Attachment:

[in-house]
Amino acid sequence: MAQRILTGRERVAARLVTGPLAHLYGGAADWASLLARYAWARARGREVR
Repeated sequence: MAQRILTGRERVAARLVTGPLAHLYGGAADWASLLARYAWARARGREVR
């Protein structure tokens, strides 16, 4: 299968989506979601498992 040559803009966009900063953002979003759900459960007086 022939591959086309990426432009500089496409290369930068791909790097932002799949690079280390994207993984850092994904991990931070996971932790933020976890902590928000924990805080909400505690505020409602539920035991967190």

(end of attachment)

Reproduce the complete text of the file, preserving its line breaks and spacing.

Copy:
[in-house]
Amino acid sequence: MAQRILTGRERVAARLVTGPLAHLYGGAADWASLLARYAWARARGREVR
Repeated sequence: MAQRILTGRERVAARLVTGPLAHLYGGAADWASLLARYAWARARGREVR
């Protein structure tokens, strides 16, 4: 299968989506979601498992 040559803009966009900063953002979003759900459960007086 022939591959086309990426432009500089496409290369930068791909790097932002799949690079280390994207993984850092994904991990931070996971932790933020976890902590928000924990805080909400505690505020409602539920035991967190």